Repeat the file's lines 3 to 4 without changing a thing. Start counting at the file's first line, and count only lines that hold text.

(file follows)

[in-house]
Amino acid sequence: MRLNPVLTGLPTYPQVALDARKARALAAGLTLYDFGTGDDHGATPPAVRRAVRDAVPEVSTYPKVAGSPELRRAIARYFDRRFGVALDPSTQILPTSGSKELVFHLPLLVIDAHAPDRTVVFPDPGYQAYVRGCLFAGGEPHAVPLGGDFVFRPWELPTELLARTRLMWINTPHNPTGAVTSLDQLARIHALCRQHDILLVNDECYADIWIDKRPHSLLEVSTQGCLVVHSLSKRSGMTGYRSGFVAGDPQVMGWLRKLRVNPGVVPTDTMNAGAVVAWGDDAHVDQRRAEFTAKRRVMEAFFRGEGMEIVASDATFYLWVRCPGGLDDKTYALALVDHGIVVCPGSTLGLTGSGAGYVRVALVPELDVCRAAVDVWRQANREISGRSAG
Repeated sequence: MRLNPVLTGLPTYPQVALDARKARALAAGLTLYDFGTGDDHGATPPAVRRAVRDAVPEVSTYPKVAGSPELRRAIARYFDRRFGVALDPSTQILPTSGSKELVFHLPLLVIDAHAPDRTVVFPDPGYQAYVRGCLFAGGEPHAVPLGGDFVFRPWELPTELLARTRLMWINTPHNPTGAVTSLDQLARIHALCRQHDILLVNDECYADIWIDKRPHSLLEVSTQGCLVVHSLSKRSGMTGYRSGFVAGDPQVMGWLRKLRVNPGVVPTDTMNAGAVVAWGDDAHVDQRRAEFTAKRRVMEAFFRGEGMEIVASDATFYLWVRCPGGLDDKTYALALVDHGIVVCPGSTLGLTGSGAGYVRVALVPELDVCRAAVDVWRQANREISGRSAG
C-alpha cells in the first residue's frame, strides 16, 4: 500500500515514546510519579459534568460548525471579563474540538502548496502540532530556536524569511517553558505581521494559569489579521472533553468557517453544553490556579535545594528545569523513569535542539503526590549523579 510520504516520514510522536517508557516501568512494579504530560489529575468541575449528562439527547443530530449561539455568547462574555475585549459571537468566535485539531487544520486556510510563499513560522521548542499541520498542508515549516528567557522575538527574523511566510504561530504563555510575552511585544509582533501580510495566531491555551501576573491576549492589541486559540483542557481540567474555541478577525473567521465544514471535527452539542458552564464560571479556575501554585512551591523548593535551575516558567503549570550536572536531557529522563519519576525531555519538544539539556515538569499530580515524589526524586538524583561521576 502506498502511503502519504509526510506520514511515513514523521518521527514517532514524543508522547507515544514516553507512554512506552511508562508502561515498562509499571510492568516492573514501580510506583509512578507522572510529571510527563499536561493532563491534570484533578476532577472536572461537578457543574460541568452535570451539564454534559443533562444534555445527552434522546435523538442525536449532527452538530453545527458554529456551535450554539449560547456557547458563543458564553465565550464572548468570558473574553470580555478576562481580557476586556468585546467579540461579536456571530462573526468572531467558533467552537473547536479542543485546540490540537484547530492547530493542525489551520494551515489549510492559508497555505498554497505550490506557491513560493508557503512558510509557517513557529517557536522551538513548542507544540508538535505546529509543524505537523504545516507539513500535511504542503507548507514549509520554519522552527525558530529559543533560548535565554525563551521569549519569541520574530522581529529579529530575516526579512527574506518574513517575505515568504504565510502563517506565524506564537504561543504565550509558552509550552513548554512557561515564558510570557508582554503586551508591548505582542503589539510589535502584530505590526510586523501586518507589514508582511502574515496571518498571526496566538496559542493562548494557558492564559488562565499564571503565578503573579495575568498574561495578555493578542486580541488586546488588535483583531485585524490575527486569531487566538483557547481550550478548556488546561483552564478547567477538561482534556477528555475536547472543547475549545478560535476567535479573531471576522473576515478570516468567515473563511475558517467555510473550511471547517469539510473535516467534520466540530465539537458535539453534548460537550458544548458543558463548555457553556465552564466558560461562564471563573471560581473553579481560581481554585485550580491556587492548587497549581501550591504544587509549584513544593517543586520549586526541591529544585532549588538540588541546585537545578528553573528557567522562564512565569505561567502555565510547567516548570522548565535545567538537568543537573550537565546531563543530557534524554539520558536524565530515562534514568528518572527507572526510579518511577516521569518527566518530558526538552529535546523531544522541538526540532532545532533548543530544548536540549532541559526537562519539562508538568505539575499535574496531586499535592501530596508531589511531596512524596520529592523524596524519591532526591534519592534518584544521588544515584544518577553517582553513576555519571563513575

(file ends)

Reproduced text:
Repeated sequence: MRLNPVLTGLPTYPQVALDARKARALAAGLTLYDFGTGDDHGATPPAVRRAVRDAVPEVSTYPKVAGSPELRRAIARYFDRRFGVALDPSTQILPTSGSKELVFHLPLLVIDAHAPDRTVVFPDPGYQAYVRGCLFAGGEPHAVPLGGDFVFRPWELPTELLARTRLMWINTPHNPTGAVTSLDQLARIHALCRQHDILLVNDECYADIWIDKRPHSLLEVSTQGCLVVHSLSKRSGMTGYRSGFVAGDPQVMGWLRKLRVNPGVVPTDTMNAGAVVAWGDDAHVDQRRAEFTAKRRVMEAFFRGEGMEIVASDATFYLWVRCPGGLDDKTYALALVDHGIVVCPGSTLGLTGSGAGYVRVALVPELDVCRAAVDVWRQANREISGRSAG
C-alpha cells in the first residue's frame, strides 16, 4: 500500500515514546510519579459534568460548525471579563474540538502548496502540532530556536524569511517553558505581521494559569489579521472533553468557517453544553490556579535545594528545569523513569535542539503526590549523579 510520504516520514510522536517508557516501568512494579504530560489529575468541575449528562439527547443530530449561539455568547462574555475585549459571537468566535485539531487544520486556510510563499513560522521548542499541520498542508515549516528567557522575538527574523511566510504561530504563555510575552511585544509582533501580510495566531491555551501576573491576549492589541486559540483542557481540567474555541478577525473567521465544514471535527452539542458552564464560571479556575501554585512551591523548593535551575516558567503549570550536572536531557529522563519519576525531555519538544539539556515538569499530580515524589526524586538524583561521576 502506498502511503502519504509526510506520514511515513514523521518521527514517532514524543508522547507515544514516553507512554512506552511508562508502561515498562509499571510492568516492573514501580510506583509512578507522572510529571510527563499536561493532563491534570484533578476532577472536572461537578457543574460541568452535570451539564454534559443533562444534555445527552434522546435523538442525536449532527452538530453545527458554529456551535450554539449560547456557547458563543458564553465565550464572548468570558473574553470580555478576562481580557476586556468585546467579540461579536456571530462573526468572531467558533467552537473547536479542543485546540490540537484547530492547530493542525489551520494551515489549510492559508497555505498554497505550490506557491513560493508557503512558510509557517513557529517557536522551538513548542507544540508538535505546529509543524505537523504545516507539513500535511504542503507548507514549509520554519522552527525558530529559543533560548535565554525563551521569549519569541520574530522581529529579529530575516526579512527574506518574513517575505515568504504565510502563517506565524506564537504561543504565550509558552509550552513548554512557561515564558510570557508582554503586551508591548505582542503589539510589535502584530505590526510586523501586518507589514508582511502574515496571518498571526496566538496559542493562548494557558492564559488562565499564571503565578503573579495575568498574561495578555493578542486580541488586546488588535483583531485585524490575527486569531487566538483557547481550550478548556488546561483552564478547567477538561482534556477528555475536547472543547475549545478560535476567535479573531471576522473576515478570516468567515473563511475558517467555510473550511471547517469539510473535516467534520466540530465539537458535539453534548460537550458544548458543558463548555457553556465552564466558560461562564471563573471560581473553579481560581481554585485550580491556587492548587497549581501550591504544587509549584513544593517543586520549586526541591529544585532549588538540588541546585537545578528553573528557567522562564512565569505561567502555565510547567516548570522548565535545567538537568543537573550537565546531563543530557534524554539520558536524565530515562534514568528518572527507572526510579518511577516521569518527566518530558526538552529535546523531544522541538526540532532545532533548543530544548536540549532541559526537562519539562508538568505539575499535574496531586499535592501530596508531589511531596512524596520529592523524596524519591532526591534519592534518584544521588544515584544518577553517582553513576555519571563513575